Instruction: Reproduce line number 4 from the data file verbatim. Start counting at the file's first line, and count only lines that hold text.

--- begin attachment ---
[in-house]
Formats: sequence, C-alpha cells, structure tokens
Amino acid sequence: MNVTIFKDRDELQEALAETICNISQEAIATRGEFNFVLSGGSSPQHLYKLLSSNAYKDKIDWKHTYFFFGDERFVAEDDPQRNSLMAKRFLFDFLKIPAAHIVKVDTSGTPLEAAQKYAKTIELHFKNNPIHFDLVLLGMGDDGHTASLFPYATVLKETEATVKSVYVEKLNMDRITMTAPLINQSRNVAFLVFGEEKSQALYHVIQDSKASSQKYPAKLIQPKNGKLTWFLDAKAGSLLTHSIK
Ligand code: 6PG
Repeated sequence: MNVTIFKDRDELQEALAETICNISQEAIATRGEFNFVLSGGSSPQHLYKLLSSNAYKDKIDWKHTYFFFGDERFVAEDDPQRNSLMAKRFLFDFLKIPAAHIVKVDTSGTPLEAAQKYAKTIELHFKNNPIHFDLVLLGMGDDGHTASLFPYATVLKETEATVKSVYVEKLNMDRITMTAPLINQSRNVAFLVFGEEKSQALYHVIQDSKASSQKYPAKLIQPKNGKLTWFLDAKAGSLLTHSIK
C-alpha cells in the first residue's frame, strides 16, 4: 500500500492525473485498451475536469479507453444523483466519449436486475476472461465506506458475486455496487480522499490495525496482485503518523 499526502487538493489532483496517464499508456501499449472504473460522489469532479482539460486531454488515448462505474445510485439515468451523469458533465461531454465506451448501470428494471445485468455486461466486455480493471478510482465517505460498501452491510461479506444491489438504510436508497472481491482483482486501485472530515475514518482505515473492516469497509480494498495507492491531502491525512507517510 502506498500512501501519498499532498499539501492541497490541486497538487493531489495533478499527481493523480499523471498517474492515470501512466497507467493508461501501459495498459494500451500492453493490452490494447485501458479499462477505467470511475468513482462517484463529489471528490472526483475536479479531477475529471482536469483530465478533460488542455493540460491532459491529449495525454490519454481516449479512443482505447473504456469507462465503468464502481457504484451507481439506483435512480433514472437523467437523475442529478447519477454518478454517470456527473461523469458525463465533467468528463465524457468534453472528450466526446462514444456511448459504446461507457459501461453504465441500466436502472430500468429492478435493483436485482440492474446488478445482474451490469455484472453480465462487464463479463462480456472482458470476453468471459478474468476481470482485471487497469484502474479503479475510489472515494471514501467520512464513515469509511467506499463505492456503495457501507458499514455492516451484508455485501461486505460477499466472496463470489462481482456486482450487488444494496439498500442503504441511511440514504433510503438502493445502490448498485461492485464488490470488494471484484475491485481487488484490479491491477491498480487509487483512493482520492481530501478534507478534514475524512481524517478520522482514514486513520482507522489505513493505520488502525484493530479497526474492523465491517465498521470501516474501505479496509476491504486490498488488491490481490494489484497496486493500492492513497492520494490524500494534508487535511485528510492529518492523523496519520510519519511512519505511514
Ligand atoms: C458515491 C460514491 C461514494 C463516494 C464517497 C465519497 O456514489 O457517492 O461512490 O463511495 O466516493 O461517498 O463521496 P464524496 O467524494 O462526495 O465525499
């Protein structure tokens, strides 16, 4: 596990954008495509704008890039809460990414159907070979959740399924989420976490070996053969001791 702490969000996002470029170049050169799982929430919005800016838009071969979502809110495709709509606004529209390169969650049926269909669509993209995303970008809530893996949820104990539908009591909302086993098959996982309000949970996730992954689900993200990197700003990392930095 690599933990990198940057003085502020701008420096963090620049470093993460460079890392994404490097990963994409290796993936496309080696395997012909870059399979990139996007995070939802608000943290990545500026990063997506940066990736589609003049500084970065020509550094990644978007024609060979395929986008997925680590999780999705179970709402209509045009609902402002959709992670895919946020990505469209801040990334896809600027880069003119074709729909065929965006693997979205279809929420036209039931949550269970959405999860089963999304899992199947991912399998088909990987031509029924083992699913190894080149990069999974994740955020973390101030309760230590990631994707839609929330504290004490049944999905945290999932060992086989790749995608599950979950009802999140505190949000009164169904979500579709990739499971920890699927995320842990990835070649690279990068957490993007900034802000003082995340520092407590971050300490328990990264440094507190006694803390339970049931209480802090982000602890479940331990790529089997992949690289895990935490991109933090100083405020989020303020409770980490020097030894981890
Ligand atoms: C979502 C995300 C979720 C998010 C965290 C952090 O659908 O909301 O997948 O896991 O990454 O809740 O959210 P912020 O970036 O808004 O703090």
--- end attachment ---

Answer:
Ligand code: 6PG